It might take a lot more than these early positives to stop a sport that, financially, is of desperate need to play. Contrast that with an overarching question barely three weeks into June: Did college football return too soon?

After all, the NFLPA just advised its players to stop training together amid a spike in cases.

"I think it was a good idea [to return]. I stand by that," Donati said. "Maybe long-term it will benefit them to go through this panic moment. This is new for everybody. As of I now, I think it was a wise move. Take the Band-Aid off. If not, everybody goes home. If you do that, it may set us back."

College football cannot endure a setback. The pandemic has shown the thin financial cliff college athletics teeters on. The mere cancellation of the NCAA Tournament caused an economic upheaval in college sports. With less than two dozen FBS athletic departments actually turning a profit, that was crippling.

Any alteration to the football season would shred the bottom line. The sport accounts for 80% of major-college athletic budgets.

Ohio State as a university has already projected a $300 million loss for fiscal 2020. Notre Dame is projecting to lose $100 million.

Football remains the front porch of major universities. Any damage to that brand is going to have a ripple effect beyond athletics. There has been speculation that entire institutions may shutter if there is no football this season.

Minus a vaccine, the complete enterprise seems to hinge on those fingers being crossed.

"The virus is in more control of this situation than we are," Oklahoma AD Joe Castiglione.

The Sooners deserve special recognition in this discussion. They decided long ago not to open up for voluntary workouts until July 1. That is among the latest starting dates in the country.

Coach Lincoln Riley said it was "ridiculous" to open up facilities June 1. That statement looks prescient with cases on the rise in the state.

"The minimal amount of gains that they would have in that 30-day period, the risks far outweighed the gains," Castiglione said of football activities. "We're not standing in judgement to anyone else. We are not saying, since we made our decision, we're better than anyone else."

One Power Five athletic medical professional expressed his frustration over the weekend as the rash of positives piled up.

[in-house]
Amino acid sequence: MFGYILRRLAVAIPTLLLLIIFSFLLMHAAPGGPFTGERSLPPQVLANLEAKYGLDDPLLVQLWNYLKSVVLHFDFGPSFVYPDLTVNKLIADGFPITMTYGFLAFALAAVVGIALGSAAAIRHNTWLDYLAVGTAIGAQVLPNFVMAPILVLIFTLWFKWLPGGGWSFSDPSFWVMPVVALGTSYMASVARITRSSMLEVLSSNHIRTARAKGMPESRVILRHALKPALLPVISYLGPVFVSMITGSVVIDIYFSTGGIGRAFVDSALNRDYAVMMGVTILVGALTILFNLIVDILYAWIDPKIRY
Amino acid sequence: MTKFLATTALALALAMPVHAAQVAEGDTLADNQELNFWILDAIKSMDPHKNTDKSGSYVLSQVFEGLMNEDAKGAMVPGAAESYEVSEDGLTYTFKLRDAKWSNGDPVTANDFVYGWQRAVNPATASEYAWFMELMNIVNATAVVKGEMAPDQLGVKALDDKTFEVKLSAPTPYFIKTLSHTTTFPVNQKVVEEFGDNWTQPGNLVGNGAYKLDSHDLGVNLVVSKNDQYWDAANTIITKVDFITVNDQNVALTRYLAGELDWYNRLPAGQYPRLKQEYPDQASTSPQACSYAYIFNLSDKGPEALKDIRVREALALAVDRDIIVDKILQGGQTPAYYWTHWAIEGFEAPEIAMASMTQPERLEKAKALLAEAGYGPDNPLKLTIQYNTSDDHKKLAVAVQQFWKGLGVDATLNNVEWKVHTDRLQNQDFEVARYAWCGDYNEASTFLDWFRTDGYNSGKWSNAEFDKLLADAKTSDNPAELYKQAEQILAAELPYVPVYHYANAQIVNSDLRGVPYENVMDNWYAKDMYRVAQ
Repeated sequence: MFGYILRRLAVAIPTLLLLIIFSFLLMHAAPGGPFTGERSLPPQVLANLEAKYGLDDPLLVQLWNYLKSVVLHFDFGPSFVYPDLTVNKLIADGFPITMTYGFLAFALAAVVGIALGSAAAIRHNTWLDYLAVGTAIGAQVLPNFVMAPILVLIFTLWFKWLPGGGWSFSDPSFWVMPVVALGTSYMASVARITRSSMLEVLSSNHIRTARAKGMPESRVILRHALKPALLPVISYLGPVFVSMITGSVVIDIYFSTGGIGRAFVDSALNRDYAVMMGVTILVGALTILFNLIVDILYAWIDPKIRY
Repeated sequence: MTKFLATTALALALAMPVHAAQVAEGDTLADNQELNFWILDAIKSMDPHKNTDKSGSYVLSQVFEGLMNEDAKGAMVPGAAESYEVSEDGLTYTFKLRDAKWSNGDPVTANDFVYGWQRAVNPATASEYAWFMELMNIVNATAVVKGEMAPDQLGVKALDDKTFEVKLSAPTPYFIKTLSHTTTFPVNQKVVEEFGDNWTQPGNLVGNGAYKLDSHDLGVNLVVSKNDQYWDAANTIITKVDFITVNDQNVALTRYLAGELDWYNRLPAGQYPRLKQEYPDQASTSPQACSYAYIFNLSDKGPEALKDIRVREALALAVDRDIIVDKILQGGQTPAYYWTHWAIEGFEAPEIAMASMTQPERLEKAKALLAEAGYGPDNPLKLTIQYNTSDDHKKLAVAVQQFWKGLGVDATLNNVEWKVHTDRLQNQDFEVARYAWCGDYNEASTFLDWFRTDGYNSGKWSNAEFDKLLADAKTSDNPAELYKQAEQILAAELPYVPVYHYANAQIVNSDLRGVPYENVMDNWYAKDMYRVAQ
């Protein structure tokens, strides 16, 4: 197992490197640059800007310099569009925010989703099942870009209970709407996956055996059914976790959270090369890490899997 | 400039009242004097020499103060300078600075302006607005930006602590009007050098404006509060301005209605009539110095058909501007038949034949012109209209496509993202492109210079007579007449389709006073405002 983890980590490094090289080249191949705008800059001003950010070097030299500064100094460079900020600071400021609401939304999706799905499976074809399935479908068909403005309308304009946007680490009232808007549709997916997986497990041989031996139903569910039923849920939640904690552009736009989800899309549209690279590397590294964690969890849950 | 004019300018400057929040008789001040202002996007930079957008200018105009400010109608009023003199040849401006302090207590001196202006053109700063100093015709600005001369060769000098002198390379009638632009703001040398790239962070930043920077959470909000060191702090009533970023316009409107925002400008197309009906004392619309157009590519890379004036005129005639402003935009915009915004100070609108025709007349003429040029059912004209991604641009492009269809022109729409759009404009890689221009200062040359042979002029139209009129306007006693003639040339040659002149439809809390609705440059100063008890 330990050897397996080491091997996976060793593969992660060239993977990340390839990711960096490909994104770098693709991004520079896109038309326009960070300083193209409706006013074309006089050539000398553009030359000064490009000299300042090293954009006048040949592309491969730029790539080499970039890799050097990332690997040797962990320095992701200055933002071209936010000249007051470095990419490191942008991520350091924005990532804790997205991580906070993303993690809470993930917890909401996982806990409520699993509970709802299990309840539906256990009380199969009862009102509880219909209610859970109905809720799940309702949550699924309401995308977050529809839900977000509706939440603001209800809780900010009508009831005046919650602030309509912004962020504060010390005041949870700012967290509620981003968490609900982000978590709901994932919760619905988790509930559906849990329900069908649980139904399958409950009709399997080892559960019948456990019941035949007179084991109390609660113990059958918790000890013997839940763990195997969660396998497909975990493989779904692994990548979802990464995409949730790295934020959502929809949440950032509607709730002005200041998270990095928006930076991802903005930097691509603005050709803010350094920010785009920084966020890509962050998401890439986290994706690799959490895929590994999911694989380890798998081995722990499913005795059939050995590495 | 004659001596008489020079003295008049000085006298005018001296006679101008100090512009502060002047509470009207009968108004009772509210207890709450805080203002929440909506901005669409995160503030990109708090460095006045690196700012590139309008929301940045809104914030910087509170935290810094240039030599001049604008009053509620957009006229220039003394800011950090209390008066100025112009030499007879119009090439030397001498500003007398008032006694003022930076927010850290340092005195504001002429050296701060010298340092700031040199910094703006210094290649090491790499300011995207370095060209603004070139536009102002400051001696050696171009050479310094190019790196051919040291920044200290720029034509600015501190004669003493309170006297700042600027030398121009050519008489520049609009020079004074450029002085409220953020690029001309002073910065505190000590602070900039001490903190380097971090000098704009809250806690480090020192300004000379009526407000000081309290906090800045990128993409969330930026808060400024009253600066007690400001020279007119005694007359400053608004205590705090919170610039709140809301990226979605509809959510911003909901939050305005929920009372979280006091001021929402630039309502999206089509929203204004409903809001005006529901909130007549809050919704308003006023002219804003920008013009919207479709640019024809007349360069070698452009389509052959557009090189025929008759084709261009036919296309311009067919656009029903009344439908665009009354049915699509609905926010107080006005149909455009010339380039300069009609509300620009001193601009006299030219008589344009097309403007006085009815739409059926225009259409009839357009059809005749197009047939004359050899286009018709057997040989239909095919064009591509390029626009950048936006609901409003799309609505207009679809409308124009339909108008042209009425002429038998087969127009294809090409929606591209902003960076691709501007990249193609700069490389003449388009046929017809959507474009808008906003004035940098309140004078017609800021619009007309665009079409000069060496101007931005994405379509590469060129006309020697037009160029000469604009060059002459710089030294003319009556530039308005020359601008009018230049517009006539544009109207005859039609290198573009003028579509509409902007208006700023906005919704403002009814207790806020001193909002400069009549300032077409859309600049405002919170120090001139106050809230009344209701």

"I'm at a loss to even know what to say or do," he said.

"Do we shut down for another month? Do we cancel the full season?

"If we don't have a season, how many of these guys will drop out of school because the only reason they are in classes is to play football?"

Texas on Sunday hit a record number of hospitalizations (3,409) for the 10th day in a row. Florida had more than 4,000 new cases on both Saturday and Sunday, marking rises for four straight days. Arizona has almost doubled its number of cases in the last two weeks to 50,000. At one point earlier this month, its infection rate was three times higher than New York state.

This is a discussion beyond whether the coronavirus' national impact has declined. Every one of these football programs is a microclimate subject to the conduct of players and school policies.

"It's the hours they are away from us that causes that greatest concern," Castiglione said. "They're good friends; they're teammates. They have friends in other sports. It's part of what happens when we all bring people back together."

But is it more than just a rash of positives to be concerned about? As college football passes into July and further into an unknown, an unspoken fear is now being spoken.

"Will we have a death or someone become so sick that they can't play any longer?" that Power

Five medical professional said. "Is one death OK, not two?"